5. Its good to know about your family get together during the festivals…There are cases I have seen where mothers themselves are not so proficient in English but insist upon speaking only in incorrect English ha ha….Mothertongue should not be ignored, I agree to that.

  6. We have an issue with language because I am a Bengali and hubs is a Telugu! So, we decided that English and Hindi will be the languages of choice in the house!!
    Thanks so much for visiting my blog and leaving a comment!!

    • Yes english can be helpful then but then your children have the option of learning two more languages. I particularly like regional languages. They have so much depth. The ‘bhav’ comes out nicely, I feel. But then maybe I am partial.
      Welcome to SS Roshni

  7. I am laughing! My sons speak in English to each other but we speak in Tamil with the children. When angry we switch to English, I think! I don’t like children calling parents as Mummy Daddy too! Am I very conservative?!

    I am from Udupi, Bhagya and speak in Tulu. My brother in law is from Kundapura! Since I am married to a Tamilian, the festivals are celebrated in the Tamilian way. You can find me in the cooking side which many of my relatives from my husband’s side also follow!

    Good description of the festival (!) and the atmosphere! Display the pictures in another post!

    • Even I don’t like Mom and Dad. Call me Amma, ma anything but not Mom πŸ™‚
      Usually for festive cooking women are asked to stay outside. Not for any other reason but for the fact that cooking for so many will require heavy, big utensils. So its a cook and his team. We do help with cutting and organising part.

  8. I am totally of your belief. My kids did not hear anything but Hindi till they went to school. I am very particular about languages :). And, I wanted them to pick up correct Hindi from me. While at it, I improved hubby’s Hindi too :). I don’t buy it that kids need to learn English first. Kids pick up languages so easily and they must be exposed to both their parents’ mother tongues in the initial years. This misplaced logic is only seen in India. My husband’s mom is Marathi from Mysore and dad was Punjabi. Sadly, they did not speak Marathi, Kannada or Punjabi at home but for some reason spoke Hindi. Their Hindi was also very South Indian which improved when he went to study at IIT Delhi :).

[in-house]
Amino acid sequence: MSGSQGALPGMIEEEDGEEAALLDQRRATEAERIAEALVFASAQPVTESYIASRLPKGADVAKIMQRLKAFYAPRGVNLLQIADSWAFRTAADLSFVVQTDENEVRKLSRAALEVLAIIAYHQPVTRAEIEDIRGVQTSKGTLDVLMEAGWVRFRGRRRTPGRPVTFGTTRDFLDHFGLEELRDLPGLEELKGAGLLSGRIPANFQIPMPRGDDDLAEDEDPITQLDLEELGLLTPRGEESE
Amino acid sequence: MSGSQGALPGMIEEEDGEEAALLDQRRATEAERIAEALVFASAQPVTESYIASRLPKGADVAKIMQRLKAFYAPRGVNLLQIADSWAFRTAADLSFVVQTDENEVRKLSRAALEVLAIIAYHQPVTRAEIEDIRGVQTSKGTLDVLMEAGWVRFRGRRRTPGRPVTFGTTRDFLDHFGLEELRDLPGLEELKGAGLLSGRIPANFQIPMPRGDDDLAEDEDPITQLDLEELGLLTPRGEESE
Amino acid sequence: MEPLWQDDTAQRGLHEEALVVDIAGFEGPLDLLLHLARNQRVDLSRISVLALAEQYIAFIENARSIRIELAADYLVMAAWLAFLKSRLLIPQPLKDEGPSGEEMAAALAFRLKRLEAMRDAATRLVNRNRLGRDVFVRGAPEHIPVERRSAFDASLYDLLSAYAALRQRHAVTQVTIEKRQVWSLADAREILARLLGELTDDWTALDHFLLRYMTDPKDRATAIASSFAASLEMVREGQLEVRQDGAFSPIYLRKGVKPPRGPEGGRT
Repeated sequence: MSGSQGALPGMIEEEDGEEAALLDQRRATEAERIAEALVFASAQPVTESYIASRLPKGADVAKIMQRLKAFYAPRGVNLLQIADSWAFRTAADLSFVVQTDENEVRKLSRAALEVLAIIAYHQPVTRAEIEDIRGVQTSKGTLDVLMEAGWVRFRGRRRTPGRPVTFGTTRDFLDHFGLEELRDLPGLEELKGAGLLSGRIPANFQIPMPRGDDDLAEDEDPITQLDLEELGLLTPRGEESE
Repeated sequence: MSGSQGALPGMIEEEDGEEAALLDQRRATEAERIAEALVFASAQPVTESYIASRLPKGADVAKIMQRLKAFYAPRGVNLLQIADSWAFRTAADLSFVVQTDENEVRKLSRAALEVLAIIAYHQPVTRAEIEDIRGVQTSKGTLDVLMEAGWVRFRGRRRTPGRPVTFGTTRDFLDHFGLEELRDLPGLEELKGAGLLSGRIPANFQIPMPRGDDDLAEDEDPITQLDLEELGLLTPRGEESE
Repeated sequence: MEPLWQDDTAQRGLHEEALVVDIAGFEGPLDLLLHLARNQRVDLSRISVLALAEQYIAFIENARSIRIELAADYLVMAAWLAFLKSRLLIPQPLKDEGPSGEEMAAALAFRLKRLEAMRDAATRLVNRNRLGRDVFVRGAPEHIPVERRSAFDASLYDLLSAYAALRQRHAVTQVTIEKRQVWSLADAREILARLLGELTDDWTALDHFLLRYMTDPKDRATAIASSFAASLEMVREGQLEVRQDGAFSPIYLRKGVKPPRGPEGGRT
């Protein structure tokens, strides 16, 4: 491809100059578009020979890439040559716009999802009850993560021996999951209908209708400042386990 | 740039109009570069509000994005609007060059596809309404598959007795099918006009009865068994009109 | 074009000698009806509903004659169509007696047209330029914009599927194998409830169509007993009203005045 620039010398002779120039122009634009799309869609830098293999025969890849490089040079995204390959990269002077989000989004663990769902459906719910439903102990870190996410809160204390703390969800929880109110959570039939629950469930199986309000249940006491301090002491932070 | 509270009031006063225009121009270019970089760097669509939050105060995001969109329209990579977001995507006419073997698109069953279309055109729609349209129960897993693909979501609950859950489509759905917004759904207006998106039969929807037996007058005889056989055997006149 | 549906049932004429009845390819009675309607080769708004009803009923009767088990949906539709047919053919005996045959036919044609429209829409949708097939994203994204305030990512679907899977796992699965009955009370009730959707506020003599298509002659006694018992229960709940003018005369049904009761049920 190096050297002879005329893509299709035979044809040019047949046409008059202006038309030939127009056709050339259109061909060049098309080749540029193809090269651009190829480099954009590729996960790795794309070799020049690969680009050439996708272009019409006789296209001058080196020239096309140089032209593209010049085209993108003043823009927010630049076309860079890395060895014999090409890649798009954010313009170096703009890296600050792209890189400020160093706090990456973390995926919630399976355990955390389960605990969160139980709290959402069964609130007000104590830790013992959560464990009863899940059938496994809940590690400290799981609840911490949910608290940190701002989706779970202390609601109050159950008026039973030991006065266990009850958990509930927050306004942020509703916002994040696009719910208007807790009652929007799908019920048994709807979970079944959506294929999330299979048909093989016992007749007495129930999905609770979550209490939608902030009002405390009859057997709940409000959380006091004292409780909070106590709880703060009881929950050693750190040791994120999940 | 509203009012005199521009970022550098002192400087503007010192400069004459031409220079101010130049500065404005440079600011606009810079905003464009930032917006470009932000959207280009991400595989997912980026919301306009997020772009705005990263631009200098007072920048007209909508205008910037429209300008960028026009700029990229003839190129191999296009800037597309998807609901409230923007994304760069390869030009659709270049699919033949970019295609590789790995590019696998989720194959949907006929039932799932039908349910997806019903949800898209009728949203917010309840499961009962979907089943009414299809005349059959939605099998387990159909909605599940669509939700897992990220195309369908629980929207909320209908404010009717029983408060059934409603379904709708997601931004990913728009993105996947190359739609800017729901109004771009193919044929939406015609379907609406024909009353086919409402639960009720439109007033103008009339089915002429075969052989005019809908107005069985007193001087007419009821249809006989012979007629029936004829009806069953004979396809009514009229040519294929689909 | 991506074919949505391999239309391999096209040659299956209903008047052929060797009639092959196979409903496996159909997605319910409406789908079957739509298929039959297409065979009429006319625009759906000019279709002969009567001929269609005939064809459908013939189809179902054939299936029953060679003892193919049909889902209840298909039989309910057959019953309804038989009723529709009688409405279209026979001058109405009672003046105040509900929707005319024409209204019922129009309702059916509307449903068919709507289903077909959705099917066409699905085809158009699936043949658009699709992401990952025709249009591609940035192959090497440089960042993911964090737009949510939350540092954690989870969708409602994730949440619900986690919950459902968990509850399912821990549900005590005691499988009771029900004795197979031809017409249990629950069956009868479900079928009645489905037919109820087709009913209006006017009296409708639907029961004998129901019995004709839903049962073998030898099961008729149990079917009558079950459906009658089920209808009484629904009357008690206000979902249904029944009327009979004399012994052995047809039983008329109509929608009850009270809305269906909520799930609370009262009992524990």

• I agree. My son started speaking a bit late but he started with Konkani. Now he speaks in Konkani and English and also a little of Hindi. He is also learning Tamil and Malayalam. In India I have seen teachers insisting that parents speak to kids in English at home. Here it is the reverse. Teachers insist that the kids learn their mother tongue first. Of course by here I mean government and other private schools and NOT Indian schools.

  9. You are a wily jor(u) indeed! I personally am comfortable in any Indian language than English while speaking but writing is another matter and can write best in English. I never forced the kids to speak English but made them read a lot.

    • Ditto. πŸ™‚ Personally I love speaking in Hindi, Telugu, Konkani or Kannada than English. But then professionally English is the only option.
      And jor…I am πŸ˜€